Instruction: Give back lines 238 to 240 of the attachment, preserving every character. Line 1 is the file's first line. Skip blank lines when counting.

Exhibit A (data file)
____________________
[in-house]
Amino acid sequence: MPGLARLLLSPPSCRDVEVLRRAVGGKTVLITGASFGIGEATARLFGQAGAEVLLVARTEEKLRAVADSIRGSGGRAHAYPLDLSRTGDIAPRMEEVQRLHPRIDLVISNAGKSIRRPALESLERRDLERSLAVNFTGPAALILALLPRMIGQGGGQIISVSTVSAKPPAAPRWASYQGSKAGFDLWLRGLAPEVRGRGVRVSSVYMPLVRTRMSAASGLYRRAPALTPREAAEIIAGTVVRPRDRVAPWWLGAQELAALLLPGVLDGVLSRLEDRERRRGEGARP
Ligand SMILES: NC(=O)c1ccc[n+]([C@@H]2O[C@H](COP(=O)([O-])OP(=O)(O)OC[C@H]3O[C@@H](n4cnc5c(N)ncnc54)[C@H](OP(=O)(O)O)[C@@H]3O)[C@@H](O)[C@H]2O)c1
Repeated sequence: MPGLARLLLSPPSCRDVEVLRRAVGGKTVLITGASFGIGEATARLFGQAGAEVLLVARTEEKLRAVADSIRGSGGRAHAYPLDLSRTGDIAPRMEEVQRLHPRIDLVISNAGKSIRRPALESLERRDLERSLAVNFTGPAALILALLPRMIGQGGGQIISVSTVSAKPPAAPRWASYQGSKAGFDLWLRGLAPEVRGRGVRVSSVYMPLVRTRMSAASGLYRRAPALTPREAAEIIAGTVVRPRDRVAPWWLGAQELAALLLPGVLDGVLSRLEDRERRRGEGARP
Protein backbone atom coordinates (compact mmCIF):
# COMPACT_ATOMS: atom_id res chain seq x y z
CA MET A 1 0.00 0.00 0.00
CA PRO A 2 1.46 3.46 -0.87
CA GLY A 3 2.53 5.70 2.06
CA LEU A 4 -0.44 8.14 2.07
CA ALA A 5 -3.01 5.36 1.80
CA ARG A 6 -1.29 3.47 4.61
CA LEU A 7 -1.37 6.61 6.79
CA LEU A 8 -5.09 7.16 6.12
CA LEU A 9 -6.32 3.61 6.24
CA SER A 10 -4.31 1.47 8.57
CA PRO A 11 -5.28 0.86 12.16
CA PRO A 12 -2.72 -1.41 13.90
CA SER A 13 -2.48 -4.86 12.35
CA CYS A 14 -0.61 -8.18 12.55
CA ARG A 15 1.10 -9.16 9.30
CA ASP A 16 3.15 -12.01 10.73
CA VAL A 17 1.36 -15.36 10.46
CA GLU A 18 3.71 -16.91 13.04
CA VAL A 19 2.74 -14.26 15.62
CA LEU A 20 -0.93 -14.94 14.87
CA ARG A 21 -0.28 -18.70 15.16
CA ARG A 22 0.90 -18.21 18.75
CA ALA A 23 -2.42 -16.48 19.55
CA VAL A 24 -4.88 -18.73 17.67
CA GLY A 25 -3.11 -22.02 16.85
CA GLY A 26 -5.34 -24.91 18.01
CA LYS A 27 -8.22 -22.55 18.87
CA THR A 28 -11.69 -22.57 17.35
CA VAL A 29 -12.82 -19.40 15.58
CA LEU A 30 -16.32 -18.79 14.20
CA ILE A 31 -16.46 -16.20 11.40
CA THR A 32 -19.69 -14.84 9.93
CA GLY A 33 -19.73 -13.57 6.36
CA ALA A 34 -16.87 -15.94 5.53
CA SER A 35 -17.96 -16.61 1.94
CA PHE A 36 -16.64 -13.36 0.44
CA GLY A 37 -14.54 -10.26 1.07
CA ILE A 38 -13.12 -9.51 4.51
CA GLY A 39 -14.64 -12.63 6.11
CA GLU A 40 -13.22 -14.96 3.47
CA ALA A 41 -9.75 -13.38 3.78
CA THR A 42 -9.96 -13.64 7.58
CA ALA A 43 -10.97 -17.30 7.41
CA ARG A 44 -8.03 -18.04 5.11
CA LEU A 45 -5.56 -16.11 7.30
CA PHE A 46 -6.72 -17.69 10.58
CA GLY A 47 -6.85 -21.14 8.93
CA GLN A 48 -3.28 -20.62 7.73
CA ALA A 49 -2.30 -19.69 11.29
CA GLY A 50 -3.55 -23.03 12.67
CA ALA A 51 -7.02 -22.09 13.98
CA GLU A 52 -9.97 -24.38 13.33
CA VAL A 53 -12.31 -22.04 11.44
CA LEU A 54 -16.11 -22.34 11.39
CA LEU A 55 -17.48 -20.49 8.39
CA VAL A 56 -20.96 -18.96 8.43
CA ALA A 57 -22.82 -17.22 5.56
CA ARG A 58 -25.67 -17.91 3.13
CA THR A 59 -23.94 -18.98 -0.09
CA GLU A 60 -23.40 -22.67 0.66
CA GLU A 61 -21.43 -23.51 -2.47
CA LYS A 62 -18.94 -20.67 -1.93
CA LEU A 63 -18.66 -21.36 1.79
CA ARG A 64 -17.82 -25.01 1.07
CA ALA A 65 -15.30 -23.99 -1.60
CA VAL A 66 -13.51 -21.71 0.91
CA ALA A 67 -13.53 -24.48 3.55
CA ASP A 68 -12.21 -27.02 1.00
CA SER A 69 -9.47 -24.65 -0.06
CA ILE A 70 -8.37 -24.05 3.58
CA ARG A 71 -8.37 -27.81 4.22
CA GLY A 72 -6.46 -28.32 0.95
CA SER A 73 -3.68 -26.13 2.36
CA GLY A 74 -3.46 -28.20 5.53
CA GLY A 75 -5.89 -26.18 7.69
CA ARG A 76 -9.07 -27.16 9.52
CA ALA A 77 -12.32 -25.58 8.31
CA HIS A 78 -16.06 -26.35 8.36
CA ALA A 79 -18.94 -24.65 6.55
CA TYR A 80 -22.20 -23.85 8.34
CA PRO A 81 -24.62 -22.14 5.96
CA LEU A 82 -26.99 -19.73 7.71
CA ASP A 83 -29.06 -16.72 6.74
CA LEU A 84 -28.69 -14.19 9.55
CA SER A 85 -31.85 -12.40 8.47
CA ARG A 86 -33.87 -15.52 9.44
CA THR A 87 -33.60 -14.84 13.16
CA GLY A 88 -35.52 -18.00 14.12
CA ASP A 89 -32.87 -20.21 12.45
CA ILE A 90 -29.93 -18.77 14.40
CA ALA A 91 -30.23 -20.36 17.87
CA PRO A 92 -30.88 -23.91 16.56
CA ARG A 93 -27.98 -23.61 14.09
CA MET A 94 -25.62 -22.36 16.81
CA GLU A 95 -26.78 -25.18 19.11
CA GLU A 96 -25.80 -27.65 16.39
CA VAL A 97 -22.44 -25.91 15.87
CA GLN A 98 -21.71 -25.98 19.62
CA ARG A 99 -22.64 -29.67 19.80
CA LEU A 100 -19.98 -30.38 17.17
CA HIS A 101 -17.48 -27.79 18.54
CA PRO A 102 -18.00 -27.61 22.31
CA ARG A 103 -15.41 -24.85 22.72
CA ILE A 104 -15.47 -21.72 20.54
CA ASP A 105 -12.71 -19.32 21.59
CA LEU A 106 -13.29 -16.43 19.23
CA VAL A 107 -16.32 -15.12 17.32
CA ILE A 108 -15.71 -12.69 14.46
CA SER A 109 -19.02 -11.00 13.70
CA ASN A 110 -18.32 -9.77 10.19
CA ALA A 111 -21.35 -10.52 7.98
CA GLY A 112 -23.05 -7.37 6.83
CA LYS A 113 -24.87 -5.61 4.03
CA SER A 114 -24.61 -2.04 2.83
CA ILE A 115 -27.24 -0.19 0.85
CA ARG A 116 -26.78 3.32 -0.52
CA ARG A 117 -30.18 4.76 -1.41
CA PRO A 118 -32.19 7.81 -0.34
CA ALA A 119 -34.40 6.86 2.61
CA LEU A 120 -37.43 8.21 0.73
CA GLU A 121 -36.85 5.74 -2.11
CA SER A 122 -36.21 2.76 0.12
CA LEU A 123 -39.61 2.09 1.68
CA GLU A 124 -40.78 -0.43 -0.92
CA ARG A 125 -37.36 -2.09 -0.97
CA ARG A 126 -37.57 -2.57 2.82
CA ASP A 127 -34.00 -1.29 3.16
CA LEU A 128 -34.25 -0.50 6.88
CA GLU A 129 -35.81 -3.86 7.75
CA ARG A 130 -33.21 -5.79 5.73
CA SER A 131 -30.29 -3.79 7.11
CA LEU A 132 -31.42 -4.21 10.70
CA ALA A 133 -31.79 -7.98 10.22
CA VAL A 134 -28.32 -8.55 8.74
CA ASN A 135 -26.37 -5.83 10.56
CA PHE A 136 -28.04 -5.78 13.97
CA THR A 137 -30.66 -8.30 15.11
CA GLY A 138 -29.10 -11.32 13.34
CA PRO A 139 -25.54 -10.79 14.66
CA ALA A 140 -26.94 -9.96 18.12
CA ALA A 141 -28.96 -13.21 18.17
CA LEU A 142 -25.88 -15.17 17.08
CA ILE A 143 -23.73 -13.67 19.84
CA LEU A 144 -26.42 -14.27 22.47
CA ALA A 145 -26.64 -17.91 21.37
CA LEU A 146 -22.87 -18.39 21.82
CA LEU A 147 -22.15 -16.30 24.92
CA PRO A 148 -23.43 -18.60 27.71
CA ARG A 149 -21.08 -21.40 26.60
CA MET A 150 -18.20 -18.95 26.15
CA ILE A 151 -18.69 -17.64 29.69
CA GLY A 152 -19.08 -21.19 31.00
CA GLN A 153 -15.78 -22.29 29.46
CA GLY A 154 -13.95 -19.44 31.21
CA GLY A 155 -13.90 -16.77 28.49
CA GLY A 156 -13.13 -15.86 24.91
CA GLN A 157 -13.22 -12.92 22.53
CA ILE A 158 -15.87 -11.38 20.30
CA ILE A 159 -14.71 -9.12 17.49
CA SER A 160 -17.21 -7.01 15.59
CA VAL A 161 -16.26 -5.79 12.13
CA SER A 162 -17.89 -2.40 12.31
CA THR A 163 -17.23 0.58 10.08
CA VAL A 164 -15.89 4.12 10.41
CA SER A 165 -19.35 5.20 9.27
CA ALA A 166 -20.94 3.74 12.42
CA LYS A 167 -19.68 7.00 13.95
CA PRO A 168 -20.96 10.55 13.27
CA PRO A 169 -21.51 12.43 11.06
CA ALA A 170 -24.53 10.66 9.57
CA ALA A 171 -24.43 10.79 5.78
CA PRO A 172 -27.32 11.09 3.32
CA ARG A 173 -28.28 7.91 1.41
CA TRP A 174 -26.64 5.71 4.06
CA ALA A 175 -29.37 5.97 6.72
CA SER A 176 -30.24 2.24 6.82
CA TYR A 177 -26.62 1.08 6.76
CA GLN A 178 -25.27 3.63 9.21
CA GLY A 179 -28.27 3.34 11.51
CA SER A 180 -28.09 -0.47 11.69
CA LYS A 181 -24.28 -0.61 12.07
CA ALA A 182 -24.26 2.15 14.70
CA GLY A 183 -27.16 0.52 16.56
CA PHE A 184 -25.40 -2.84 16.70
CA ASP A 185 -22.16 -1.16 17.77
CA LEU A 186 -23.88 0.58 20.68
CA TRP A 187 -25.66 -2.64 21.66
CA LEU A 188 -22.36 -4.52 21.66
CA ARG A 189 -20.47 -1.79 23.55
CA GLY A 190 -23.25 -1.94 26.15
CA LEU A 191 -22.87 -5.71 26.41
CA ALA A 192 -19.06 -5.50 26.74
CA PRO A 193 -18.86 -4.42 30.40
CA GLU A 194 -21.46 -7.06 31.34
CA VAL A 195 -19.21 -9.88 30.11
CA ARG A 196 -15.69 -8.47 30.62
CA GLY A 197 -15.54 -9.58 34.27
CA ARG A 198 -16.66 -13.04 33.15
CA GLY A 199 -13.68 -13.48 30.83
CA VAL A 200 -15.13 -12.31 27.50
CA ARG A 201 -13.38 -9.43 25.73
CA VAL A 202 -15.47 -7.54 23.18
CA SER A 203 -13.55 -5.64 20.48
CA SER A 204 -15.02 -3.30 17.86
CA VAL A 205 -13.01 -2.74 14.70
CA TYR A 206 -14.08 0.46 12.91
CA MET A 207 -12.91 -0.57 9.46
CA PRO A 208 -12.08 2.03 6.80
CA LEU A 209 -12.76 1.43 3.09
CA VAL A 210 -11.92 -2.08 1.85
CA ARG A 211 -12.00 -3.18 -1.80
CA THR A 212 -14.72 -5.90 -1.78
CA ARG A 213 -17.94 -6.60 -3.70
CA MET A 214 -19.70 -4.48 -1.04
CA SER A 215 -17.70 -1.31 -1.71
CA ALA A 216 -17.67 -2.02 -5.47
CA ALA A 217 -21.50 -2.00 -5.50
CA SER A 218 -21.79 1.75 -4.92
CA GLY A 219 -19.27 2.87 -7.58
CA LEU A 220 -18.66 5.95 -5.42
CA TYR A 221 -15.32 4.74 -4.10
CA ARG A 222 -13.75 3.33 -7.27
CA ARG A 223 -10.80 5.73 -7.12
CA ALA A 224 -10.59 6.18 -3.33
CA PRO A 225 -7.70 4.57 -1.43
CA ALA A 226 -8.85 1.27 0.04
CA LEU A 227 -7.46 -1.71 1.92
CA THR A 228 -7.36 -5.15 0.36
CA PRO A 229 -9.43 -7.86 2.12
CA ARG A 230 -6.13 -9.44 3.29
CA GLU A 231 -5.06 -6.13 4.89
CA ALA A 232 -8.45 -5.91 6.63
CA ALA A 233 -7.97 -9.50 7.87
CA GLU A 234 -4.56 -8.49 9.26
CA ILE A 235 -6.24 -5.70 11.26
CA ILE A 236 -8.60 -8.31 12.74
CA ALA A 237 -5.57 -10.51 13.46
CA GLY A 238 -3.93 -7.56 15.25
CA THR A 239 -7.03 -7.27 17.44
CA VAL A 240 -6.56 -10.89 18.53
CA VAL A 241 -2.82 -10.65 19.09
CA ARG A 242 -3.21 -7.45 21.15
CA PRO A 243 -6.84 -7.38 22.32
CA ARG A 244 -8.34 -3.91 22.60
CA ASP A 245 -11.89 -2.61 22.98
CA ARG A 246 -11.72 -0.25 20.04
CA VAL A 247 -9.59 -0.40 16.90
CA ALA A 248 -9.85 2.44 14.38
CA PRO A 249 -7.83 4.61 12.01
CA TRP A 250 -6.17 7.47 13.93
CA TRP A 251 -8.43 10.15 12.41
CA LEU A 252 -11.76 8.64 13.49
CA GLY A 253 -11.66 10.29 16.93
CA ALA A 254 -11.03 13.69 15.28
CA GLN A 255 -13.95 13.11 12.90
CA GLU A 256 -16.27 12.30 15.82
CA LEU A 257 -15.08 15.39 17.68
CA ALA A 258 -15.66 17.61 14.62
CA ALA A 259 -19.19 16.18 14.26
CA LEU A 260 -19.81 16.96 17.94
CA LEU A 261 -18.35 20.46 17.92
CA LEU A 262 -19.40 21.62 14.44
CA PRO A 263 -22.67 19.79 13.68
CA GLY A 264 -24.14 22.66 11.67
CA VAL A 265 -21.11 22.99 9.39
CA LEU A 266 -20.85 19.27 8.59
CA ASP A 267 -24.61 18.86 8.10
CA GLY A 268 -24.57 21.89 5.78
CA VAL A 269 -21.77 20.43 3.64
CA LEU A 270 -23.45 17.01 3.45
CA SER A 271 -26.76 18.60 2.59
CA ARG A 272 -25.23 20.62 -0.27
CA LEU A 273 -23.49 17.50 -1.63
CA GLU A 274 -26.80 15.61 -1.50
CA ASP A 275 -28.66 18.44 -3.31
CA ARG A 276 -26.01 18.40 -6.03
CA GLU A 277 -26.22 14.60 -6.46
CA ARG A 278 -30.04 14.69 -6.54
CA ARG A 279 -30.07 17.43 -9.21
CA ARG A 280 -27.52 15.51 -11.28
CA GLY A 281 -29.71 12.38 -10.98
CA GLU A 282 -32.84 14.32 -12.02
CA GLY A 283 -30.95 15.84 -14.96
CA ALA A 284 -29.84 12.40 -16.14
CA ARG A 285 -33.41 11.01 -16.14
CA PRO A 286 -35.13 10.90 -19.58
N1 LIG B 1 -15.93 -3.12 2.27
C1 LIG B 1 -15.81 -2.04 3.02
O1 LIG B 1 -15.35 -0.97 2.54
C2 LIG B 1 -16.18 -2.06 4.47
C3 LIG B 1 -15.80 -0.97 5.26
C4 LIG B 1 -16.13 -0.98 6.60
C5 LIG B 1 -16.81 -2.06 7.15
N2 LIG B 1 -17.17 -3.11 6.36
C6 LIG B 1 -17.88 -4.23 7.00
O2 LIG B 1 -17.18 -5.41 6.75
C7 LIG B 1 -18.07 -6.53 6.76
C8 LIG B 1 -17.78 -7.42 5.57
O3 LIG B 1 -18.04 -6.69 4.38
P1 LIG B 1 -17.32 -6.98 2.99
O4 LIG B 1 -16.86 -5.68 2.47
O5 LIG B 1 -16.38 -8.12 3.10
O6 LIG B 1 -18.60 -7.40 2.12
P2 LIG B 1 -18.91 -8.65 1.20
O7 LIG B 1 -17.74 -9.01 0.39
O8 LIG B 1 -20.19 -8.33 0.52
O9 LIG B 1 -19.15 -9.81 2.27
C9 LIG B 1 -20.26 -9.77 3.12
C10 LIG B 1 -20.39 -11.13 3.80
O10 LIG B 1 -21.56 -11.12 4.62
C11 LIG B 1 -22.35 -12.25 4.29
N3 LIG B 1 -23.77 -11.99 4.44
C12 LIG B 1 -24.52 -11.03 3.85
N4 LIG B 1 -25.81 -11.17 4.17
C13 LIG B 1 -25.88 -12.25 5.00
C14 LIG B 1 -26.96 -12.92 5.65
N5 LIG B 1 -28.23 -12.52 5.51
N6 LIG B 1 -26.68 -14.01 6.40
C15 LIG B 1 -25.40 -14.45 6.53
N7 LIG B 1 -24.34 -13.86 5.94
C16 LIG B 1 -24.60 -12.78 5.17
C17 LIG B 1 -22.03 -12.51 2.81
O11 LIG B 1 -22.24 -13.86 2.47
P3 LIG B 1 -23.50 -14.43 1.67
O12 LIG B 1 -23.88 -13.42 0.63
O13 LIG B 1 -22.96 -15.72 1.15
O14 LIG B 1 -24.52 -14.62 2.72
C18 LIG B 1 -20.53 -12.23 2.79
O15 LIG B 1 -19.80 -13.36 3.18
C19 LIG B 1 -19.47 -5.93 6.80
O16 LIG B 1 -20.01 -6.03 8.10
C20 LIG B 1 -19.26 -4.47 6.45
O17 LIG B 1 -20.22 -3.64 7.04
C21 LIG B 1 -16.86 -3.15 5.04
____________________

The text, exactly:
CA ALA A 232 -8.45 -5.91 6.63
CA ALA A 233 -7.97 -9.50 7.87
CA GLU A 234 -4.56 -8.49 9.26